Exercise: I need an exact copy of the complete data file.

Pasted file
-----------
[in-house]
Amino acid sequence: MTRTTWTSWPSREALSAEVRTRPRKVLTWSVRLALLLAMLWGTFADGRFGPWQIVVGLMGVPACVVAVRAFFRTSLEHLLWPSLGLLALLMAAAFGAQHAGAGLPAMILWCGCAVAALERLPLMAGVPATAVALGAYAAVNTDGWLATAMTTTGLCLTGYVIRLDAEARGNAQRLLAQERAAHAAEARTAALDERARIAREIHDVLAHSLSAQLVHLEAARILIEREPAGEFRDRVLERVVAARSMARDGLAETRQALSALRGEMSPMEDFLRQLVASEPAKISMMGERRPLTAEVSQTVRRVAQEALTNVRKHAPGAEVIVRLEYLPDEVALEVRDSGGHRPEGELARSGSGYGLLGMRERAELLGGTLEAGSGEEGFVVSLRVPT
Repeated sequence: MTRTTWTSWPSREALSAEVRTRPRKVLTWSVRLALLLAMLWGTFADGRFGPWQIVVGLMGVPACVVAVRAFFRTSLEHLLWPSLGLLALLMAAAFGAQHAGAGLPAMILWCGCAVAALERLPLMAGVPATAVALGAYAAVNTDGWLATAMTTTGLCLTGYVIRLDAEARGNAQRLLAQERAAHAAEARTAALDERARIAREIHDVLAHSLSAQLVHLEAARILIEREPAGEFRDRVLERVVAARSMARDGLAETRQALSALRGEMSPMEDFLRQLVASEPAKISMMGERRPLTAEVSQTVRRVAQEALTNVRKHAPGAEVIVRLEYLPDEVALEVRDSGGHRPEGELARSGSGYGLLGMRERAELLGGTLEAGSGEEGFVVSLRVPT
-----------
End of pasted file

[in-house]
Amino acid sequence: MTRTTWTSWPSREALSAEVRTRPRKVLTWSVRLALLLAMLWGTFADGRFGPWQIVVGLMGVPACVVAVRAFFRTSLEHLLWPSLGLLALLMAAAFGAQHAGAGLPAMILWCGCAVAALERLPLMAGVPATAVALGAYAAVNTDGWLATAMTTTGLCLTGYVIRLDAEARGNAQRLLAQERAAHAAEARTAALDERARIAREIHDVLAHSLSAQLVHLEAARILIEREPAGEFRDRVLERVVAARSMARDGLAETRQALSALRGEMSPMEDFLRQLVASEPAKISMMGERRPLTAEVSQTVRRVAQEALTNVRKHAPGAEVIVRLEYLPDEVALEVRDSGGHRPEGELARSGSGYGLLGMRERAELLGGTLEAGSGEEGFVVSLRVPT
Repeated sequence: MTRTTWTSWPSREALSAEVRTRPRKVLTWSVRLALLLAMLWGTFADGRFGPWQIVVGLMGVPACVVAVRAFFRTSLEHLLWPSLGLLALLMAAAFGAQHAGAGLPAMILWCGCAVAALERLPLMAGVPATAVALGAYAAVNTDGWLATAMTTTGLCLTGYVIRLDAEARGNAQRLLAQERAAHAAEARTAALDERARIAREIHDVLAHSLSAQLVHLEAARILIEREPAGEFRDRVLERVVAARSMARDGLAETRQALSALRGEMSPMEDFLRQLVASEPAKISMMGERRPLTAEVSQTVRRVAQEALTNVRKHAPGAEVIVRLEYLPDEVALEVRDSGGHRPEGELARSGSGYGLLGMRERAELLGGTLEAGSGEEGFVVSLRVPT